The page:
An attacker inserting the parameter comp=sigcomp in a SIP message could make a SIP entity send compressed messages to another SIP entity that did not support SigComp. Appropriate integrity mechanisms should be used to avoid this attack.
11. IANA Considerations
This document defines the "comp" uri-parameter and via-extension. New values for "comp" are registered by the IANA at http://www.iana.org/assignments/sip-parameters when new signalling compression schemes are published in standards track RFCs. The IANA Considerations section of the RFC MUST include the following information, which appears in the IANA registry along with the RFC number of the publication.
- Name of the compression scheme.
- Token value to be used. The token MAY be of any length, but SHOULD be no more than ten characters long.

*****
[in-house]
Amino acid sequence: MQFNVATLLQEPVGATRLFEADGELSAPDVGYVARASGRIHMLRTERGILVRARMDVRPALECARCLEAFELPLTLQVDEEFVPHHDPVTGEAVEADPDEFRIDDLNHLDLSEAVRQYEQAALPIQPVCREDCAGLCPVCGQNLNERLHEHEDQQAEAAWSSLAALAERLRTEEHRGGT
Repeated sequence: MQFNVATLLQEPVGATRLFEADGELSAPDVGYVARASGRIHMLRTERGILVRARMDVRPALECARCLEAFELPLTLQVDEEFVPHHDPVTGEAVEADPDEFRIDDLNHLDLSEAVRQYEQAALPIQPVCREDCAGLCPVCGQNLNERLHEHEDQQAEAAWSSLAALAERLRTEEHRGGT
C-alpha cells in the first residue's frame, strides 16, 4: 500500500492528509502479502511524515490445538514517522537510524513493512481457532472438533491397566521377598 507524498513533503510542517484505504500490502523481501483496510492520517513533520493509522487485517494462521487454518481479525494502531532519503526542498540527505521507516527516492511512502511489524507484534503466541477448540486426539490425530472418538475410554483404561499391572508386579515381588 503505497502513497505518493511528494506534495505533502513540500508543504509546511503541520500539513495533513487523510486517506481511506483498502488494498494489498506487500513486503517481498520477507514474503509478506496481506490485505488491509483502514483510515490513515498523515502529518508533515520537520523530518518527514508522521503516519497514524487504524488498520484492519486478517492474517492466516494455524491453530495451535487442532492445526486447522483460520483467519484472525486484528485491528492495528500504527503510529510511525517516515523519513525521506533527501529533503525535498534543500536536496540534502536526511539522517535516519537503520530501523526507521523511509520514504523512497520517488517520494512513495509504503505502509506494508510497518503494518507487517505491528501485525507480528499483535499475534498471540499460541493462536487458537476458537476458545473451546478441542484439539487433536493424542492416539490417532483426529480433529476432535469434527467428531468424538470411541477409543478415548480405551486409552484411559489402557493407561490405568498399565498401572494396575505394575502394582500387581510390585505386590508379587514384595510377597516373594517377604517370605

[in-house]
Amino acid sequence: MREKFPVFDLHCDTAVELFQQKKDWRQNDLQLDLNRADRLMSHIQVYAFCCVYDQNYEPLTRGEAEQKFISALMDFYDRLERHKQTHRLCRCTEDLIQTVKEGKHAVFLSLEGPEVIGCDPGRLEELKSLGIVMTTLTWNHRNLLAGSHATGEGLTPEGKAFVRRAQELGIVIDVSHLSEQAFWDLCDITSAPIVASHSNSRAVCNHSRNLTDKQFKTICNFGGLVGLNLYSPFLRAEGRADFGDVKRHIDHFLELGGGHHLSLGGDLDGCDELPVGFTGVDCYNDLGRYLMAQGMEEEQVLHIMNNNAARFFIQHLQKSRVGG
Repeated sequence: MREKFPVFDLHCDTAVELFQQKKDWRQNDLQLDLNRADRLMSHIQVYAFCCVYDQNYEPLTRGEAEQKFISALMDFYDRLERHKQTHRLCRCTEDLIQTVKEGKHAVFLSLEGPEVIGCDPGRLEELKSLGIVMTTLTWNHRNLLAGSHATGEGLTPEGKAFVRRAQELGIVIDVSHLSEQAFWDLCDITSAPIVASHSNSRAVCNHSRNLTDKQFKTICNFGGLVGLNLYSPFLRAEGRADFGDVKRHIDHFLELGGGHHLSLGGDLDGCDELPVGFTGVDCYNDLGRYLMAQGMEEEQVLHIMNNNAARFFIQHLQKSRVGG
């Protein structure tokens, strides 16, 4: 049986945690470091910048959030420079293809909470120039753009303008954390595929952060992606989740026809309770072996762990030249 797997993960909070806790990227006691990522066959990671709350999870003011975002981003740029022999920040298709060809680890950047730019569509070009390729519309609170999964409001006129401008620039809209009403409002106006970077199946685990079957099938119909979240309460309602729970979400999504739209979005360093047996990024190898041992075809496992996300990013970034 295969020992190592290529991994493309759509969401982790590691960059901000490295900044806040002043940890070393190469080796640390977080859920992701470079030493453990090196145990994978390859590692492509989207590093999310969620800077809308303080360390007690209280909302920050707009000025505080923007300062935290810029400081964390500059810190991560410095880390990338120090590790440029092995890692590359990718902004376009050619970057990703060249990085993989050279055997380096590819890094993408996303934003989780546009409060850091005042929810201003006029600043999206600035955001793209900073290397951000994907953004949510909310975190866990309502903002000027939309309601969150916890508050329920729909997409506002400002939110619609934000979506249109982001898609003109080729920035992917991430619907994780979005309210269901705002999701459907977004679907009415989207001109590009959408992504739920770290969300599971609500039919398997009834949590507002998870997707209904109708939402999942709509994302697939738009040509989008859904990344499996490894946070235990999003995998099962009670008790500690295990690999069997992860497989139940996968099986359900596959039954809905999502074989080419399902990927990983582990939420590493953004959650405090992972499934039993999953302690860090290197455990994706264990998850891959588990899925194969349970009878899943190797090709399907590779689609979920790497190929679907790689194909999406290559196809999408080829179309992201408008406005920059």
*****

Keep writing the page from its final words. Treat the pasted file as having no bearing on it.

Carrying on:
The only entry in the registry for the time being is:
Compression scheme Token Reference --------------------- --------- --------- Signaling Compression sigcomp RFC 3486
Allison Mankin, Jonathan Rosenberg and Miguel Angel Garcia-Martin provided valuable comments on this memo.
13. Normative References
 Rosenberg, J., Schulzrinne, H., Camarillo, G., Johnston, A., Peterson, J., Sparks, R., Handley, M. and E. Schooler, "SIP: Session Initiation Protocol", RFC 3261, June 2002.  Price, R., Bormann, C., Christoffersson, J., Hannu, H., Liu, Z. and J. Rosenberg, "Signaling Compression (SigComp)", RFC 3320, January 2003.  Bradner, S., "Key words for use in RFCs to indicate requirement levels", BCP 14, RFC 2119, March 1997.
14. Informative References
 Mealling, M., "Dynamic Delegation Discovery System (DDDS) Part Three: The Domain Name System (DNS) Database", RFC 3403, October 2002.  Gulbrandsen, A., Vixie, P. and L. Esibov, "A DNS RR for specifying the location of services (DNS SRV)", RFC 2782, February 2000.  Schulzrinne, H., "DHCP option for SIP servers", Work in Progress.
15. Author's Address
Advanced Signalling Research Lab.
16. Full Copyright Statement
Copyright © The Internet Society (2003). All Rights Reserved.